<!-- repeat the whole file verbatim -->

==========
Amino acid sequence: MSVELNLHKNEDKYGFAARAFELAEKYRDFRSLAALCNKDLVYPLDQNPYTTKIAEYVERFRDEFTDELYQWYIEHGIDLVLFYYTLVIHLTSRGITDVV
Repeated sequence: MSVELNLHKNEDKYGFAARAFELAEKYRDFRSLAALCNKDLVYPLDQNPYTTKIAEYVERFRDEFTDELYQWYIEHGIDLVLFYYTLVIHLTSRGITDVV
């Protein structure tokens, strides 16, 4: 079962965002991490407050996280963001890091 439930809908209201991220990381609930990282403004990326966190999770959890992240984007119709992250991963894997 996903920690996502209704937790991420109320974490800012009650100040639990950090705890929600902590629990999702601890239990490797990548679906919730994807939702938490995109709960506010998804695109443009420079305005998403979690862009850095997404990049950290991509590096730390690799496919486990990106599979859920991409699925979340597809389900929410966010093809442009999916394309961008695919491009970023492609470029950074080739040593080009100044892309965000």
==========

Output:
Amino acid sequence: MSVELNLHKNEDKYGFAARAFELAEKYRDFRSLAALCNKDLVYPLDQNPYTTKIAEYVERFRDEFTDELYQWYIEHGIDLVLFYYTLVIHLTSRGITDVV
Repeated sequence: MSVELNLHKNEDKYGFAARAFELAEKYRDFRSLAALCNKDLVYPLDQNPYTTKIAEYVERFRDEFTDELYQWYIEHGIDLVLFYYTLVIHLTSRGITDVV
């Protein structure tokens, strides 16, 4: 079962965002991490407050996280963001890091 439930809908209201991220990381609930990282403004990326966190999770959890992240984007119709992250991963894997 996903920690996502209704937790991420109320974490800012009650100040639990950090705890929600902590629990999702601890239990490797990548679906919730994807939702938490995109709960506010998804695109443009420079305005998403979690862009850095997404990049950290991509590096730390690799496919486990990106599979859920991409699925979340597809389900929410966010093809442009999916394309961008695919491009970023492609470029950074080739040593080009100044892309965000």